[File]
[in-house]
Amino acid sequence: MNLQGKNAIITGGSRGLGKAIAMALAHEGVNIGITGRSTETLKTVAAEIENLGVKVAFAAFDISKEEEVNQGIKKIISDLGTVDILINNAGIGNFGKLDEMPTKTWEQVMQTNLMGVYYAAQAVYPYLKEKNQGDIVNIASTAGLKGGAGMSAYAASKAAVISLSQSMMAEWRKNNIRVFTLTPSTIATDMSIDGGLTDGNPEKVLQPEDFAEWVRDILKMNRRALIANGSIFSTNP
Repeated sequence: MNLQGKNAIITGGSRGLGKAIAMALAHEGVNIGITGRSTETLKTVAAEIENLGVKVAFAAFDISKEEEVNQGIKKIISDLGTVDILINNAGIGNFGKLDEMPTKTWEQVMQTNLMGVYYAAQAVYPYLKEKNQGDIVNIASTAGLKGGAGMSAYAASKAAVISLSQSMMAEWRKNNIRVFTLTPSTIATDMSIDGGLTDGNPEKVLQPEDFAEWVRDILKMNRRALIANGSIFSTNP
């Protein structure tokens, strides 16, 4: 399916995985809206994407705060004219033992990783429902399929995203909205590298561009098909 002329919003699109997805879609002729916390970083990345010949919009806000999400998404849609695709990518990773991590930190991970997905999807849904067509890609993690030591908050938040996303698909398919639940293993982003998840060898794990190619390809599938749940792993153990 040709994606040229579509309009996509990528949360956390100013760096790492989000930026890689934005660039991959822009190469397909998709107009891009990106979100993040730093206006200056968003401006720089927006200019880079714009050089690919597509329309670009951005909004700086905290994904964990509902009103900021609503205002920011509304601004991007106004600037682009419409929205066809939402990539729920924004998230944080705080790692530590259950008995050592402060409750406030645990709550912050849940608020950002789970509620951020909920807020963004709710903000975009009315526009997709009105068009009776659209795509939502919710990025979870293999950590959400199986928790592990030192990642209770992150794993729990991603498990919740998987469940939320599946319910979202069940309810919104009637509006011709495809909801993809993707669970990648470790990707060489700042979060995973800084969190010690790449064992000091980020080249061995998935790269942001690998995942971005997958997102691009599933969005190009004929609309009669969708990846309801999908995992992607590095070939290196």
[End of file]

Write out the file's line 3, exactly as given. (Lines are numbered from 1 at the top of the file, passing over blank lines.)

Repeated sequence: MNLQGKNAIITGGSRGLGKAIAMALAHEGVNIGITGRSTETLKTVAAEIENLGVKVAFAAFDISKEEEVNQGIKKIISDLGTVDILINNAGIGNFGKLDEMPTKTWEQVMQTNLMGVYYAAQAVYPYLKEKNQGDIVNIASTAGLKGGAGMSAYAASKAAVISLSQSMMAEWRKNNIRVFTLTPSTIATDMSIDGGLTDGNPEKVLQPEDFAEWVRDILKMNRRALIANGSIFSTNP